Some of the workers might also take the introduction of levels, rankings, and leaderboards as a concern. You need to be careful to deliver the message behind gamification carefully otherwise staff might think their job is in jeopardy if they don’t get a certain amount of points or earn a certain badge.
By asking your staff the type of gaming they want to see you can increase their levels of engagement, according to a study done at Wharton Business School.
Another survey of 400 US professionals by TalentLMS revealed that there are plenty of other benefits to gamifying the workplace, including increasing productivity and improving results.
On that note, you need to decide how serious you want gamification to be. Is it purely a bit of fun? A means to decide who gets rewards and incentives? Will everyone’s performance affect their annual reviews and promotion prospects? You need to strike a balance to getting your staff to buy-in without making them feel insecure in their role.
How do I gamify my company?
Every business is different, so implementing gamification isn’t going to be one size fits all. There are a lot of models that you can try and the best approach is to talk to your staff to make sure they’re on board with it.
There are simple ways that you can gamify your team, such as assigning points to KPIs to produce leaderboards and setting social interaction challenges during the onboarding process. However, there are also UK companies that can bring bespoke or off the shelf solutions to your business.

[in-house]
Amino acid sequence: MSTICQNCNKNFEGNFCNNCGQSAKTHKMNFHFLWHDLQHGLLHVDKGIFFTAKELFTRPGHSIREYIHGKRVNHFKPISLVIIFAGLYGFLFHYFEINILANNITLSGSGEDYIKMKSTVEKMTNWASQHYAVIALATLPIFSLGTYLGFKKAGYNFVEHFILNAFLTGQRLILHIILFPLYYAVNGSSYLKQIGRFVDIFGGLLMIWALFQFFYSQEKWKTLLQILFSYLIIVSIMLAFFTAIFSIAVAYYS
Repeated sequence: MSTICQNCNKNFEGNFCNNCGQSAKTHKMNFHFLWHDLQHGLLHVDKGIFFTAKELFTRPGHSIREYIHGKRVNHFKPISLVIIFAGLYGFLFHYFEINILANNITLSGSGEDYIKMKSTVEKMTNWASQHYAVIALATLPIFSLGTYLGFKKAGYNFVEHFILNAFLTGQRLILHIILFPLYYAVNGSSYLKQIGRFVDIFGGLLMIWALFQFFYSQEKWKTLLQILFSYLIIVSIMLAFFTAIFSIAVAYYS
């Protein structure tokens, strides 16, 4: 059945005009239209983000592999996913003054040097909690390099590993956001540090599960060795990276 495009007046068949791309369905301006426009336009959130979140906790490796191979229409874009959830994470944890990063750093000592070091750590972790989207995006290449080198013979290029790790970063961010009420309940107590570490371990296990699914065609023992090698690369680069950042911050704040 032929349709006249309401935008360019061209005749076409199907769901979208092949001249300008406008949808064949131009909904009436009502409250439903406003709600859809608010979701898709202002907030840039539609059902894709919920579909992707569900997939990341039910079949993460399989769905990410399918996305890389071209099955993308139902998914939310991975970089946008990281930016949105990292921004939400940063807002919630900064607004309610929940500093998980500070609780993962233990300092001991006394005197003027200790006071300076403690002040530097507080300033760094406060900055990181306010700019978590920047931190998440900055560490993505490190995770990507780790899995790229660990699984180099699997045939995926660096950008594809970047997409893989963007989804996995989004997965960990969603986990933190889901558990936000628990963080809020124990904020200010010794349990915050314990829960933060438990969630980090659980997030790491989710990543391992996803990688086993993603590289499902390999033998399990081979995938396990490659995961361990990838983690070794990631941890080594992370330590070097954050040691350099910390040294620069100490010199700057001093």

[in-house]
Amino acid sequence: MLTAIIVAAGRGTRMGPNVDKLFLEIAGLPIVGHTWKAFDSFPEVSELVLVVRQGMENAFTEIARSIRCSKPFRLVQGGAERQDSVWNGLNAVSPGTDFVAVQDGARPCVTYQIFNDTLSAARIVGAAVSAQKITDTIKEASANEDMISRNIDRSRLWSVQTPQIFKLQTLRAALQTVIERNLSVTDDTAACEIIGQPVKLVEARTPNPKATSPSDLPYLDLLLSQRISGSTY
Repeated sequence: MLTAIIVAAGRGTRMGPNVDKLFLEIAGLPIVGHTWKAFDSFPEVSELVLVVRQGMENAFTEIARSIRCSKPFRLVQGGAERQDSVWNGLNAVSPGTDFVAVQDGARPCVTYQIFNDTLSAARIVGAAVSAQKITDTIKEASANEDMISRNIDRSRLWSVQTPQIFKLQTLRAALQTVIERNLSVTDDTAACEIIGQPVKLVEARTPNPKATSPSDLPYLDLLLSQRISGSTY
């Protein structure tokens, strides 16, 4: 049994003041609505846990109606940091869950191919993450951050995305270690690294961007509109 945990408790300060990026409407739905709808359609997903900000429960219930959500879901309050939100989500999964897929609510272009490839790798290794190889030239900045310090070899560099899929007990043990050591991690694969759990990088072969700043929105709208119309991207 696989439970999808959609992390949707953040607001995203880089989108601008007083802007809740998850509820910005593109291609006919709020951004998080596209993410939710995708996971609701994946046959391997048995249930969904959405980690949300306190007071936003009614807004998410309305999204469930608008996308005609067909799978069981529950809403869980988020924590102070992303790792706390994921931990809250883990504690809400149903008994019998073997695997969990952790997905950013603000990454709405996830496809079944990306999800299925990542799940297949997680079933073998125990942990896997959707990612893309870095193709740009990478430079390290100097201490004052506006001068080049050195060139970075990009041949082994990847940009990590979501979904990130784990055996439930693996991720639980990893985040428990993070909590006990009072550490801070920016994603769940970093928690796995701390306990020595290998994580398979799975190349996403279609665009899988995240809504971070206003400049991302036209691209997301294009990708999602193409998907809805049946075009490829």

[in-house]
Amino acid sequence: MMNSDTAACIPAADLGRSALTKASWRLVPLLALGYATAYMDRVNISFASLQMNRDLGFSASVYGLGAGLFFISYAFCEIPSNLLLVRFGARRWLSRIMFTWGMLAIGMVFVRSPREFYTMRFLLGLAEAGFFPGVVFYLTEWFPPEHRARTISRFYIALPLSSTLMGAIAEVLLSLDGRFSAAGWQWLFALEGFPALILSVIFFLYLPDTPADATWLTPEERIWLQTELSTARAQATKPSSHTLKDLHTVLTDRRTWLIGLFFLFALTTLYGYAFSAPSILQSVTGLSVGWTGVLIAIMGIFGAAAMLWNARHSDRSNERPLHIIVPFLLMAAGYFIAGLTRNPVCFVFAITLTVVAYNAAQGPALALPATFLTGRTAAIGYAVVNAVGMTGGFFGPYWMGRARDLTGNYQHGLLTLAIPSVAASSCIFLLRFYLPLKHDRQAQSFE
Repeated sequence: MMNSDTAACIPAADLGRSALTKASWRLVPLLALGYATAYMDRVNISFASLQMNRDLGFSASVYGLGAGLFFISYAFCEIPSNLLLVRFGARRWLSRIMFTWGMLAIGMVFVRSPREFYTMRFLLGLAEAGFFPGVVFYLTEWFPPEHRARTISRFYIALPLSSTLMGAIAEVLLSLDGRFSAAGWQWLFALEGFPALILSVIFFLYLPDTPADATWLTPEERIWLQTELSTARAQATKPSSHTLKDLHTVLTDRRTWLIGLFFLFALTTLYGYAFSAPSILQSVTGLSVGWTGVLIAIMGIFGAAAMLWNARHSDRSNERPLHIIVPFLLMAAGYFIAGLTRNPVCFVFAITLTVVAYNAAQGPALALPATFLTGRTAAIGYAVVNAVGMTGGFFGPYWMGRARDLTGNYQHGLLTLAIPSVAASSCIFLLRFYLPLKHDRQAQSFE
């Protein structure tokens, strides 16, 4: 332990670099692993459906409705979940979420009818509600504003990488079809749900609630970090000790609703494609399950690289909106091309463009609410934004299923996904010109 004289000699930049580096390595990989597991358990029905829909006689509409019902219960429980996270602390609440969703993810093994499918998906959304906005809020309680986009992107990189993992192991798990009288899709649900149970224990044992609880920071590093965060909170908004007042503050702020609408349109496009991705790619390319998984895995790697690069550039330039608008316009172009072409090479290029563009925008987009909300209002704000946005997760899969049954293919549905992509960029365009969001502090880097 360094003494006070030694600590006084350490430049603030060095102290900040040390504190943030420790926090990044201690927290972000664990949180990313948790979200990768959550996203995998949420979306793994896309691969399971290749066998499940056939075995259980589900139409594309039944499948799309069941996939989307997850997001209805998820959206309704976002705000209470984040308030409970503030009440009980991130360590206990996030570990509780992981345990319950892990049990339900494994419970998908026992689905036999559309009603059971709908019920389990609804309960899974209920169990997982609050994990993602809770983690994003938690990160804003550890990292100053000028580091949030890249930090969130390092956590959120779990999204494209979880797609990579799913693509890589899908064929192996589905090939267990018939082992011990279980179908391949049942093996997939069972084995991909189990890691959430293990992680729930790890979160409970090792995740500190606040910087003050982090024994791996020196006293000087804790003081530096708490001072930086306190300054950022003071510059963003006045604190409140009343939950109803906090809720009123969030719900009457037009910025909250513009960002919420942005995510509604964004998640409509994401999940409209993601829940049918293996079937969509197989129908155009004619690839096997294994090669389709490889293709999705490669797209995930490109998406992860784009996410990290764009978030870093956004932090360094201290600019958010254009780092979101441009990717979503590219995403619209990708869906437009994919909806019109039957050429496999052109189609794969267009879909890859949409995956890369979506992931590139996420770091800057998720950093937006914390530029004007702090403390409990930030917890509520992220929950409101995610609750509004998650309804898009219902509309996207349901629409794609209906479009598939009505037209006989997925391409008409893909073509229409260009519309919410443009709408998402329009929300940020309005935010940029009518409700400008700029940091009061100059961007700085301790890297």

Some examples of gamification companies in the UK include…
- Based in Bristol, Gamification+ facilitates Lego Serious Play meetings, using the process of building models as teams whilst discussing business to make the conversation and outcomes more meaningful.
- Dundee based Nitrospark created a game-based learning system for Castrol, placing their sales representatives into a range of roles to complete before they can level up.
- Playgen build gaming platforms for the workplace, including a system called StarQuestthat awards points for turn-taking and collaborative working in the office.
As Pete Jenkins, CEO of Gamification+, says:
“Gamification needs to be done well to achieve any benefits… choosing the right partners to work with to create truly immersive and effective gaming experiences is really important.”
If you want to bring in an outside company, be clear what you want to achieve with your gamification so that they can help you build an effective workplace.
It’s a fine line between gamification and making your workplace overly competitive. Be aware that not everyone is going to react in the same way to you introducing gaming elements into the office. Make sure that you engage with your workers so that they understand the reasons behind the shift in culture.
By tapping into the bigger reasons your team walk through the door every day you will see an increase in engagement as you make their work intrinsic to their needs.
Once you’ve harnessed the natural desire to succeed an increase in productivity won’t be far behind.